sucurity questions are not secure

We all know we should create secure passwords. But, for all the time we spend worrying about our passwords, there’s a backdoor you never think about. The security questions/answers that you provide to get back into your account if you lose your password are usually easy to guess or find out in order to bypass your passwords.

Thankfully, many services are realizing security questions are very insecure and axing them. Google and Microsoft no longer offer security questions for their accounts — instead, you can recover an account using an associated phone number.

The Palin “Hack”

This isn’t just a theoretical problem. Sarah Palin’s Yahoo! email account was famously “hacked” in the run-up to the 2008 election. The “hacker” just used the password reset prompt and answered her security question. The question was where she met her spouse, and the answer — Wasilla High — was accessible with a quick Google search.

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The Problem With Security Questions

This isn’t just a problem for Sarah Palin. When we set up accounts — from bank accounts to email accounts — we’re often asked to pick a security question and give an answer. Most of the time, we’ll be provided with a list of suggested common questions like “Where did you go to high school?” and “What is your mother’s maiden name?” Some websites allow you to create your own question, but many force you to choose from their list of suggested questions.

Some websites force you to set up multiple security questions and answers, which means you can’t just choose a single answer that’s easy to remember — you have to choose several different questions and remember all the answers.

The real problem with security questions is that the answers are usually obvious or easy to guess. The answer to “what is your favourite food” is only going to take a few guesses for a complete stranger “pizza, curry, chinese, thai, mexican” etc. The answers to many other security questions, from “What is your birthday?” to “Where did you go to high school?” are public knowledge, if anyone cares to look.

Just think for a minute how many other people already know the answers to your security questions?

I’m sure if I take a look at your facebook or linkedin profile or searched through your timeline or tweets, I can probably find the answer to those common security questions.

If you have ever posted this info online then it is quite likely it can be found with a simple Google search. Even if the answers aren’t public knowledge already, most normal people will openly share the answers to those questions in normal conversation, not realising the consequences, so it is very easy for any criminal to obtain this info with a simple bit of social engineering.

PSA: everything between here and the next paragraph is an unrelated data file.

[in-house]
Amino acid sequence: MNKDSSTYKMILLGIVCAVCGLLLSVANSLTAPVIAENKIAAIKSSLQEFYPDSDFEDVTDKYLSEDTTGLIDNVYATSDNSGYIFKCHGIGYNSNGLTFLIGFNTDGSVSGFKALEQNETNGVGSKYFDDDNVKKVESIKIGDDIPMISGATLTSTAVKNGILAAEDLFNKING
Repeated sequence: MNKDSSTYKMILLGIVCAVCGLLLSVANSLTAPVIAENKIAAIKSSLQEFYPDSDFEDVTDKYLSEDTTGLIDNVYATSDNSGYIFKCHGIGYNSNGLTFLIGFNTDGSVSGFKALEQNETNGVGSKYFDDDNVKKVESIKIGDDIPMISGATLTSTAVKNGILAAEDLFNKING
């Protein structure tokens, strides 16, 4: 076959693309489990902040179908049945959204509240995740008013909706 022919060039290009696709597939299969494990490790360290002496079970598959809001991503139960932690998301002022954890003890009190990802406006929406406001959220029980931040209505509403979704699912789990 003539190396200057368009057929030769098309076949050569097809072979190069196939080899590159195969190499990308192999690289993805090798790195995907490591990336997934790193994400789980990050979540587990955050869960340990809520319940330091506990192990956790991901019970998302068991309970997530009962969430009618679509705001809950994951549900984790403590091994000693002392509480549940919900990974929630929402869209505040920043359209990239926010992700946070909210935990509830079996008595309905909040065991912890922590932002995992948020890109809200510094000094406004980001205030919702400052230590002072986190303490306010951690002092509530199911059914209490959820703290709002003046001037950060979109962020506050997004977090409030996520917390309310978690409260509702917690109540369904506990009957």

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Security Question Basics

So as we have established, security question answers are also just easier to guess. For example, if the question is “What was the name of your first pet?”, it’s very easy to guess some common pet names. It doesn’t matter if your password is something as complex as “3&40$d#%$t#kteyt”. If your first pet’s name was “Fido” and this is the answer to your security question , then the hacker can simply bypass the password and answer your super easy security question instead.

Not every service will reset your account and give someone else access just because they know the answer to your security question, but many will. More secure services use security questions as part of an authentication process that will require other personal information and will email you a new password or password reset link, so this would require the hacker to also have access to your email.

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How to Choose and Answer Security Questions

Keep all this in mind when choosing security questions and answers. Choose something that would be difficult for other people to find out or guess, not something simple like where you went to school.

RELATED: password managers are not just for passwords

Bear in mind that you don’t have to answer questions accurately, either. For example, if the question is “Where did you have your first kiss?” and you’ve lived in London your entire life, you probably don’t want to enter London — that’s a really obvious answer. Instead make somehting up, such as “In a Crater on the Moon while eating cheese” or another silly response that nobody will be able to guess guessing.

Of course, even this answer is more obvious than a seemingly random string. Maybe your answer to “Where did you have your first kiss?” is 9je7%5yry835#9reou&[email protected] Even if you’re forced to use a certain question, you’re free to enter any answer you like.

You now basically have a second password for your account — write it down somewhere secure or preferably  use a password manager like LastPass  and store it in the notes, so you can access it in case you ever need it.

The second alternative is to opt out of security questions altogether. For example, if you’re given the chance to write your own security question, you can enter a question like “What is the secret answer?” or reference an in-joke that only you would know. You can then provide an answer that’s as secure as the question and your password — maybe your answer/question pair is something like “What is the answer?” “45D%po#Yih8d0Y$fgp(i34t”.

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Finally, the sale rules apply with passwords, never re-use the same password for security question/answer, use a unique security question/answer for every single account/website. If you use the same details on multiple sites and one of those sites gets hacked, then the criminals can now gain access to every other site where you used the same details.

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